Do movies encourage people to engage in violent behavior? I don't know, but they can definitely encourage people to engage in stock scams.
Companies worry about whether their employess have their hands in the till. Then there's the scheme cooked up by former Kmart employee Eduardo Portero. The 20-year-old cashier used the company treasurer's signature found on one of his weekly paychecks to concoct a scheme to steal 1.9 million shares, or $145 million worth, of Kmart Holding Corp. stock. He very nearly pulled it off, duping two of the nation's largest banks, Wachovia and Citibank, along with EquiServe, the stock transfer agent for 1,300 U.S. companies.
Inspired by the 2002 movie Catch Me If You Can, says Ecarius, Portero got much of what he needed from the Internet at a site called Socrates.com, which sells do-it-yourself business forms. He downloaded a sample certificate of a corporate resolution, which is typically used to record an action taken by a company's board of directors. He then filled in a few fake sentences of legalese, which, in essence, gave James Gooch, who was then treasurer of Kmart Holding, widespread authority to dole out Kmart shares as he saw fit. To make it look official, Portero affixed a phony raised seal of Kmart Holding, using an $8 stamp. Portero then forged Gooch's signature on several transfer-of-ownership forms.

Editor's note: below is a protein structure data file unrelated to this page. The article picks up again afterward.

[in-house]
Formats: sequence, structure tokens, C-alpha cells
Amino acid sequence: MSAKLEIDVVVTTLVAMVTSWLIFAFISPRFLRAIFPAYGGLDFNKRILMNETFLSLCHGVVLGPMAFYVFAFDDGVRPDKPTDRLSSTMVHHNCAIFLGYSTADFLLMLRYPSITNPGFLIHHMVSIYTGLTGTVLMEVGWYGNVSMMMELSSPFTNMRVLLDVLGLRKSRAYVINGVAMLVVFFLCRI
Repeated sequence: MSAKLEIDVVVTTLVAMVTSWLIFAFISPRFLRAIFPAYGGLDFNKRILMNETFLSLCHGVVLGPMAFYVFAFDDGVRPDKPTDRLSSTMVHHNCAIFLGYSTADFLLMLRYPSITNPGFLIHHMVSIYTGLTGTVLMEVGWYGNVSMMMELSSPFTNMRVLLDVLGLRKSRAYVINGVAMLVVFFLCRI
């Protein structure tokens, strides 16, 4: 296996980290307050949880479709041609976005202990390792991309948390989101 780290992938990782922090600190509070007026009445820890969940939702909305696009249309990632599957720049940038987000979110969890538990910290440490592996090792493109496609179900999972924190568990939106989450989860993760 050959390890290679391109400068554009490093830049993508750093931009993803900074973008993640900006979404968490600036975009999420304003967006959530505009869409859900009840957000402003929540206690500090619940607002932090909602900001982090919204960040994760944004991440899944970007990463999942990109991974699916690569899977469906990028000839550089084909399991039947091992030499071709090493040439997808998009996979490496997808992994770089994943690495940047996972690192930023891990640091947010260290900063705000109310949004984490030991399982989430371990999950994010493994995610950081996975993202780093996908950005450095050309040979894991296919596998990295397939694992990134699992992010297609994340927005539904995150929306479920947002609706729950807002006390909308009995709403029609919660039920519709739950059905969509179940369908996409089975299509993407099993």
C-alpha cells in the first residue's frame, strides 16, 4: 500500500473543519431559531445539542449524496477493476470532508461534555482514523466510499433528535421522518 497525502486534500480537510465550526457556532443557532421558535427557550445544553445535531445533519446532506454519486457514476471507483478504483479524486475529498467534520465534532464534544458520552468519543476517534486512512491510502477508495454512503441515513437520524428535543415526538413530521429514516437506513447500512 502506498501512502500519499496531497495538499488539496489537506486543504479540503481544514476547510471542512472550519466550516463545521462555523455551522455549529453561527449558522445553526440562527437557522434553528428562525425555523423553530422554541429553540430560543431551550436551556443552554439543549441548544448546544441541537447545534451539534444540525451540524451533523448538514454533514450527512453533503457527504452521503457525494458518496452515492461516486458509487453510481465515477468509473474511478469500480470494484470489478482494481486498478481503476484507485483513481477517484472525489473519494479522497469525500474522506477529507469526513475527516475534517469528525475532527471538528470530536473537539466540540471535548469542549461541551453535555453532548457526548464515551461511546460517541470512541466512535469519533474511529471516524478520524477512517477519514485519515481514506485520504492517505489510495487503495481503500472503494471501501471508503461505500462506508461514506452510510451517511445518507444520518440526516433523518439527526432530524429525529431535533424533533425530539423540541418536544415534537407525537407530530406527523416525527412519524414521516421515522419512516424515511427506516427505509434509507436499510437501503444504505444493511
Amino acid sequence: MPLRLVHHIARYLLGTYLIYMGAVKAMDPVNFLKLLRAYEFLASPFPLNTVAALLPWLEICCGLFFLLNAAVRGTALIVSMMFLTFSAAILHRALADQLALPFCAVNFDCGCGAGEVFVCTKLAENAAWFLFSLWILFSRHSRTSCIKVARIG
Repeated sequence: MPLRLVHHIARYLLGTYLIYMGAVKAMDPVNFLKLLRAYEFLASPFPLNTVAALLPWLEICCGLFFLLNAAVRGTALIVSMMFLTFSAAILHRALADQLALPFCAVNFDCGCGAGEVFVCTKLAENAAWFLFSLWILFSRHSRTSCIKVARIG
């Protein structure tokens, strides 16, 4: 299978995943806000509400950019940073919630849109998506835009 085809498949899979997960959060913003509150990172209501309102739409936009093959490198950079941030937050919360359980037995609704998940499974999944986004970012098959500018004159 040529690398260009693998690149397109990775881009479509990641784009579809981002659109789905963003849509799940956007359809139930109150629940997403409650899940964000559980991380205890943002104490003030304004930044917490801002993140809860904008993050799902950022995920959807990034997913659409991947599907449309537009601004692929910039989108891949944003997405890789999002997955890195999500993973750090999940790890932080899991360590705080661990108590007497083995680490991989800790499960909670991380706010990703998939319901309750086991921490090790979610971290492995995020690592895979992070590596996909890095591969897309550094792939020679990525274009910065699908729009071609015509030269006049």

On the upside, this kind of behavior may get him a job offer from some Wall Street firms – once he is out of jail.